γνῶθι σεαυτόν

γνῶθι σεαυτόν

γνῶθι σεαυτόν” (gnothi seauton written in Latin-based sounds) is Greek for “know thyself.” I just checked on Wikipedia to remind myself of the author of this advice. No help there. I believe I was taught that the author was Heraclitus, a Greek philosopher before Socrates, But my memory is not what it used to be, so who knows? I was trained in the pre–Vatican II seminary discipline. Four years of Greek: two of classical Greek (Homer, for us) and two in koine Greek, the Greek of the New Testament. All in preparation for philosophy and theology in college and grad school. What little Greek I remember does help—mostly with crossword puzzles—but sometimes even with Scripture.

I digressed.

“Know thyself.” Good advice. Essential even. I have tried to follow it since I was in my teens. When I was in my 30’s, I went to a management course where they gave the Myers–Briggs Personality Inventory (I’m INFP). The instructor, Dr. Norma Barr, explained the various categories to the class and asked each of us to predict our results. Of the 60 or so people in the class, I was the only one who predicted my results correctly. Nifty, huh? For years afterwards, I had an obnoxious self–knowledge smugness. Of all the big shots in my class, I was the only one who knew myself! After 37 years of life, I knew myself. My agonized self–examination paid off. On to the next challenge.

Pride does goeth before the fall.

The first major event that showed my self–ignorance was, after falling for a third guy in the 10 years between 27 and 37, I had to come out. I no longer had the energy to stay in the closet. I had finally acknowledged the obvious to myself in my early 30’s but, being married with four daughters, I thought the better part of valor was to stay way behind the trousers and shirts. You can imagine how much fun that was! A real hoot. Several years after coming out, I finally was able to start integrating being out with the rest of my life history. I may have aced Myers–Briggs, but I had completely fucked up in real life, self–knowledge wise.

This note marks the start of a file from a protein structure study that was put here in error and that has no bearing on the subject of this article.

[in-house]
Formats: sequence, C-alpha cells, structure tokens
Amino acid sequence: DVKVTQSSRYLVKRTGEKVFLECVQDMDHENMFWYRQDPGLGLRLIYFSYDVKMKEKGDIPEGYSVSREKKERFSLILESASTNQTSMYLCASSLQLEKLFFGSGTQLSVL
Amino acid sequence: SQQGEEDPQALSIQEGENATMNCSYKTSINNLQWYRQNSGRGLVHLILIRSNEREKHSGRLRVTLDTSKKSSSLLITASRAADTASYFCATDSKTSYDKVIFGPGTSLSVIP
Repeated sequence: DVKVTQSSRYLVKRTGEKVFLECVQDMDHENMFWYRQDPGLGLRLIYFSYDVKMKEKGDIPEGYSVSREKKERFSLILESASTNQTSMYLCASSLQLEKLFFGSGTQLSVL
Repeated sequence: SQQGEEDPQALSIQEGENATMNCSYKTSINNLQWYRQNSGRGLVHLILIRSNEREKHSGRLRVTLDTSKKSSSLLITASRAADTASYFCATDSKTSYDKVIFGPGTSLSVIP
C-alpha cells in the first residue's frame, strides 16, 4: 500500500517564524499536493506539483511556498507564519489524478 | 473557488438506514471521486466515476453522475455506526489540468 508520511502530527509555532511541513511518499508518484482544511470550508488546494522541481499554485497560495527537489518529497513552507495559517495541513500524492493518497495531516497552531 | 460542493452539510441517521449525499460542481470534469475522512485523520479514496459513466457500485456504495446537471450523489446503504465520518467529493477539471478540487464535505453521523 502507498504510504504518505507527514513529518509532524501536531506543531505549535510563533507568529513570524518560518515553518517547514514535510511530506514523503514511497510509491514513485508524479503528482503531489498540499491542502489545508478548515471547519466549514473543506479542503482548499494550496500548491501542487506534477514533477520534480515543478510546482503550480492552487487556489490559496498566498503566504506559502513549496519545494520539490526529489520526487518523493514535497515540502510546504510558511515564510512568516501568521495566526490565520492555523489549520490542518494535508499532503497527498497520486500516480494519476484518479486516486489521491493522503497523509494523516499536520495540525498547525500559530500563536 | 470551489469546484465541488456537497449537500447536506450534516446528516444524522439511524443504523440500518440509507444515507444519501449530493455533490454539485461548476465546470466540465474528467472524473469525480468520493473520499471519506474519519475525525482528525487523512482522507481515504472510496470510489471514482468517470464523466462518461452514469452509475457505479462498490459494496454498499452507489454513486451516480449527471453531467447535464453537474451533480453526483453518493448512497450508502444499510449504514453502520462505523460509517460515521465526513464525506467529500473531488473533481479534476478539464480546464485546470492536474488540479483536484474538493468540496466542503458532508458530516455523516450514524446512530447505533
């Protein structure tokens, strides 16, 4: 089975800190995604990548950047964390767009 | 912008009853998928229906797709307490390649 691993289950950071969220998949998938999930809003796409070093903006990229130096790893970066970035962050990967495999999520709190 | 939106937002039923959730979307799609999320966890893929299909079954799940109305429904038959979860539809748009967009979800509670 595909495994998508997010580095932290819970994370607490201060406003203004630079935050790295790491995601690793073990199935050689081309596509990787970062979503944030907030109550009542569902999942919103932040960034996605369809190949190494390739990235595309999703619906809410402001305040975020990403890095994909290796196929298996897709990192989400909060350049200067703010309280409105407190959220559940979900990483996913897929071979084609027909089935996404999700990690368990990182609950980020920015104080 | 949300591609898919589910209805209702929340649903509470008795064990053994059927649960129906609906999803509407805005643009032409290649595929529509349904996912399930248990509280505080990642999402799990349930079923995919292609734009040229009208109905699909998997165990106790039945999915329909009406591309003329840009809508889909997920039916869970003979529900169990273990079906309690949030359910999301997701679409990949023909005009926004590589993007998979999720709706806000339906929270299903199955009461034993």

Other attacks on my smugness followed. In 1989, there was a major congressional investigation of the federal agency where I spent my career. The result that most affected me was the firing of the top administration. I was one of the three who were “sent to the minors,” as Congressman John Murtha (D–PA) so quaintly put it. I saw myself as a dedicated, super–competent manager and civil servant. But, as I was told, a civil servant at the level at which I worked also has to be a politician, and I sucked at politics. . . I still do. Again, my Myers–Briggs accomplishment didn’t mean shit.

I could go on and on. I had not the faintest clue about: my inability to flirt; my lack of understanding of my sexuality—what I wanted to do with men, not my orientation; my inability to see love in other people as they cared for me and appreciated me; the very limited usefulness of my particular intelligence. And, most of all, my cowardice and laziness in making every–day decisions. Needless to say, these (and other self–knowledge faux pas that I won’t mention) pretty much rid me of the notion that I had any self–knowledge whatsoever.

God is good, though. God gave me the past 20 years to reexamine my life and my understanding of it. After my mother died—in August, 2012—I went back to the practice I had earlier in my life. As I was taught when I was a Franciscan, I knew I had to spend time alone with God. I had to meditate so that I could deal with the many strong emotions my Mom’s death brought out in me. In the past 18 months, I’ve come to believe that true self–knowledge is to some extent impossible. Honest and real self–knowledge is possible for me, but it isn’t an intellectual puzzle to be solved. For me, it’s a relationship with God in which I see my life and my self a little bit as God sees me. Rather than being an introvert or a judge, or an intuiting man, I am someone who is loved. I’m loved not only by God, but my a good number of human beings. I also am a person who loves. I love God, my family, my friends, and others. For me, self–knowledge isn’t judgmental or harsh. It’s honest, though, but honesty mixed with affection, with love.. “. . . Speaking the truth in love, we will grow to become in every respect the mature body of Him who is the head, that is, Christ (Ephesians 4/15 NIV). Every day, I try to sit quietly for thirty minutes or so and try to see with God’s eyes. It makes a BIG difference, using those eyes.

At age 67, therefore, I confess to anybody who’s interested that I have very little self–knowledge. But I’m working on it, as with everything else in my life.

Pax et bonum,

Ed

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